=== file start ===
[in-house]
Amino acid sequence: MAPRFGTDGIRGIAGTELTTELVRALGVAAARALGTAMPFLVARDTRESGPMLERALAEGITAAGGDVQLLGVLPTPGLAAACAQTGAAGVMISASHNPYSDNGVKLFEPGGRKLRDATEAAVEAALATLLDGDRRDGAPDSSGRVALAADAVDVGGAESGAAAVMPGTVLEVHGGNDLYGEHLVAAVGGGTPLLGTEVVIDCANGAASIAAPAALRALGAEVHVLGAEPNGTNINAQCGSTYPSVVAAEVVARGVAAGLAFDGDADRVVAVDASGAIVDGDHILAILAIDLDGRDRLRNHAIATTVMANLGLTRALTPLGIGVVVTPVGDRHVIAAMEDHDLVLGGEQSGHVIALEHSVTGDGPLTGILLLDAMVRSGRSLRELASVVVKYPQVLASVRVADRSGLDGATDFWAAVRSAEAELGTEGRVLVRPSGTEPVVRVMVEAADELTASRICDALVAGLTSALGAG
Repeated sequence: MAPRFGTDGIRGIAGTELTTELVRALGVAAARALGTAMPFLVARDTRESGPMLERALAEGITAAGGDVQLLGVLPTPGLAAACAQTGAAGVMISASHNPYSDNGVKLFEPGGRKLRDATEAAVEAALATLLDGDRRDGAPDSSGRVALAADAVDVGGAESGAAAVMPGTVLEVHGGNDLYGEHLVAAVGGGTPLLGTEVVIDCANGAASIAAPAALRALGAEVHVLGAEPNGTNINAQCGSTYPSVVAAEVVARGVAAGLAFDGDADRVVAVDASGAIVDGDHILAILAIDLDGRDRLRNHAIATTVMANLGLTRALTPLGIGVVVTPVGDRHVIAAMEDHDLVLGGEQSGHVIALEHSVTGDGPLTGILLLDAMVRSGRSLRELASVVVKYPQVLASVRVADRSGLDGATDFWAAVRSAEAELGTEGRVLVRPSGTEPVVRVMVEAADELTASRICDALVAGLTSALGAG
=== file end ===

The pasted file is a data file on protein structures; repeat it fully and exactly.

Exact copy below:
[in-house]
Amino acid sequence: MAPRFGTDGIRGIAGTELTTELVRALGVAAARALGTAMPFLVARDTRESGPMLERALAEGITAAGGDVQLLGVLPTPGLAAACAQTGAAGVMISASHNPYSDNGVKLFEPGGRKLRDATEAAVEAALATLLDGDRRDGAPDSSGRVALAADAVDVGGAESGAAAVMPGTVLEVHGGNDLYGEHLVAAVGGGTPLLGTEVVIDCANGAASIAAPAALRALGAEVHVLGAEPNGTNINAQCGSTYPSVVAAEVVARGVAAGLAFDGDADRVVAVDASGAIVDGDHILAILAIDLDGRDRLRNHAIATTVMANLGLTRALTPLGIGVVVTPVGDRHVIAAMEDHDLVLGGEQSGHVIALEHSVTGDGPLTGILLLDAMVRSGRSLRELASVVVKYPQVLASVRVADRSGLDGATDFWAAVRSAEAELGTEGRVLVRPSGTEPVVRVMVEAADELTASRICDALVAGLTSALGAG
Repeated sequence: MAPRFGTDGIRGIAGTELTTELVRALGVAAARALGTAMPFLVARDTRESGPMLERALAEGITAAGGDVQLLGVLPTPGLAAACAQTGAAGVMISASHNPYSDNGVKLFEPGGRKLRDATEAAVEAALATLLDGDRRDGAPDSSGRVALAADAVDVGGAESGAAAVMPGTVLEVHGGNDLYGEHLVAAVGGGTPLLGTEVVIDCANGAASIAAPAALRALGAEVHVLGAEPNGTNINAQCGSTYPSVVAAEVVARGVAAGLAFDGDADRVVAVDASGAIVDGDHILAILAIDLDGRDRLRNHAIATTVMANLGLTRALTPLGIGVVVTPVGDRHVIAAMEDHDLVLGGEQSGHVIALEHSVTGDGPLTGILLLDAMVRSGRSLRELASVVVKYPQVLASVRVADRSGLDGATDFWAAVRSAEAELGTEGRVLVRPSGTEPVVRVMVEAADELTASRICDALVAGLTSALGAG